The game's governing body, the World Professional Billiards and Snooker Association, is holding an inquiry tomorrow into the first-round match because betting on the match was suspended on Saturday after the Betting Office Licensees' Association informed the WPBSA of "unusual betting patterns". A number of gamblers correctly predicted a 10-2 White win.
Griffiths, a former world champion who was questioned then cleared by fraud squad officers following his 5-1 win over Silvino Francisco - Peter's uncle - in the 1989 Benson and Hedges Masters, said it was beyond his comprehension how any player throw a match.
"I just can't see how they could play the game if they did something like that. They would not be able to forgive themselves," he said. "Jimmy has got to be the most honest person in the world. I was with Peter recently and I know how much he was looking forward to playing here."
Snooker's official bookmakers, William Hill, have revealed the extent of their liability. Their spokesman, Graham Sharpe, said: "The liability is around £10,000. The largest individual bet we took was £500 at 5-2, although we turned down one of £600. We could have acquired a much larger liability if we had wanted to, despite cutting the price from 4-1 to 5-2 and then 7-4. I would estimate the liability across the industry is between £50,000 and £60,000."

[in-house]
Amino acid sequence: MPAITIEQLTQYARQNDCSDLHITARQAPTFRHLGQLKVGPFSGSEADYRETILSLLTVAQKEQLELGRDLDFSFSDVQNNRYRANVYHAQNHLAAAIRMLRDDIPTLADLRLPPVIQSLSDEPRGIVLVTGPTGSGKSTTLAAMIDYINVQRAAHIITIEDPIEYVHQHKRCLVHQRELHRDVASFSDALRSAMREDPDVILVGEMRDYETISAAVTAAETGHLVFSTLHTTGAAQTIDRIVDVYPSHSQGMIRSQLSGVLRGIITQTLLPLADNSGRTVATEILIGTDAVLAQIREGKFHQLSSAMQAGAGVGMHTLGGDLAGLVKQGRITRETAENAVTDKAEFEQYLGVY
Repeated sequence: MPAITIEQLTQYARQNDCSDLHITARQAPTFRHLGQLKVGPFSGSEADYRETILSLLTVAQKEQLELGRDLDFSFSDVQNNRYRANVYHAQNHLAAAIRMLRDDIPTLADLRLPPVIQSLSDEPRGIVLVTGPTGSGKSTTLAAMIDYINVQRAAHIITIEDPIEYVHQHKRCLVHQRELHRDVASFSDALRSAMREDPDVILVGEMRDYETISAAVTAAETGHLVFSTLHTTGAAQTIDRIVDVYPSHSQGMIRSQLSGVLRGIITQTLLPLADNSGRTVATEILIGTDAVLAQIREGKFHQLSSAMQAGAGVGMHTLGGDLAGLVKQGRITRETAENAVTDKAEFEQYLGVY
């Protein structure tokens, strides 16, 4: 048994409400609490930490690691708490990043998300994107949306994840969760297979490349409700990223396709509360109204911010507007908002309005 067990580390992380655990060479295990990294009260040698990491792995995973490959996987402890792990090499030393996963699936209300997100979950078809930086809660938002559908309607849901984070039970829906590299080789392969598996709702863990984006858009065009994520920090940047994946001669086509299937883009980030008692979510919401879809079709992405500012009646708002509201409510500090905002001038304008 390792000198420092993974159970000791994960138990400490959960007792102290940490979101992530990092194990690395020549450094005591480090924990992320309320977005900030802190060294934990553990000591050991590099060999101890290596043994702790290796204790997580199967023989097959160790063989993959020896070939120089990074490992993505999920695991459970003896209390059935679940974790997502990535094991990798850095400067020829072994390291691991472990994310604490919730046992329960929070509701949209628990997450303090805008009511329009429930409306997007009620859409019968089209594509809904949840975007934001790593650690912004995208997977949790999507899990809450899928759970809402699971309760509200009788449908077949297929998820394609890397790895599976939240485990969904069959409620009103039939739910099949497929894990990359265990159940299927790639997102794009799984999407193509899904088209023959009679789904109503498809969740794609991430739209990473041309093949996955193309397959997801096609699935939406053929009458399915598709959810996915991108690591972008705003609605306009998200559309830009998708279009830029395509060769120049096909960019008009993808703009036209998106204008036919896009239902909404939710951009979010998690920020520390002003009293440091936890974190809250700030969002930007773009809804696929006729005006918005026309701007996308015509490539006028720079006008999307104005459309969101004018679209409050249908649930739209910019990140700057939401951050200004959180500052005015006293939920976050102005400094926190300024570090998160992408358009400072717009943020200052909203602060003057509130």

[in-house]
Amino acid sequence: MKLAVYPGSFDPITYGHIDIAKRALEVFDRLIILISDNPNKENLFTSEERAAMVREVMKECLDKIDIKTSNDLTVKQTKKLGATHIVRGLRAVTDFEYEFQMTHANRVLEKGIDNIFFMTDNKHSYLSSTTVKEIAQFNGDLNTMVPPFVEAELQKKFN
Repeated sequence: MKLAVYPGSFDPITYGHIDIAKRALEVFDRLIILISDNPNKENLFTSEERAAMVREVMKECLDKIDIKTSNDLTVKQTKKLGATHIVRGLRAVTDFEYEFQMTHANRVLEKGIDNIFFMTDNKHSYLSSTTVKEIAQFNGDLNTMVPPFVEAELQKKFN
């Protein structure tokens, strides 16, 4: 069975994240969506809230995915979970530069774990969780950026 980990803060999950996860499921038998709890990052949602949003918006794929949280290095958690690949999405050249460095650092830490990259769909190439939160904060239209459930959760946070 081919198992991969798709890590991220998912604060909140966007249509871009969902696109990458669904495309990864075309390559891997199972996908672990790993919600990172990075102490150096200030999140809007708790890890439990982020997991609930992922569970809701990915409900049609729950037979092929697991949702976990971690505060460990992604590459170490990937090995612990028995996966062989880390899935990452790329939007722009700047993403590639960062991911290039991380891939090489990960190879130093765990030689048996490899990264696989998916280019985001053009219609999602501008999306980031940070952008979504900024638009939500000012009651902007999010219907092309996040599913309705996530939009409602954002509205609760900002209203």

Sharpe added: "I think it is significant the WPBSA made a very quick decision to hold their own inquiry. We are awaiting the outcome with interest." He advised punters to hold on to their betting slips until the WPBSA inquiry - and any investigations BOLA might make of their own - have been completed. Bookmakers are withholding payment of winnings at the moment.
Griffiths slogged through seven hours and 42 minutes to defeat Alain Robidoux 10-6 in the early hours of yesterday morning to preserve his coveted place in the top 16.
John Higgins was the event's second favourite but his dream of being the youngest world champion ended in a 10-3 loss to his fellow Scot, Alan McManus.
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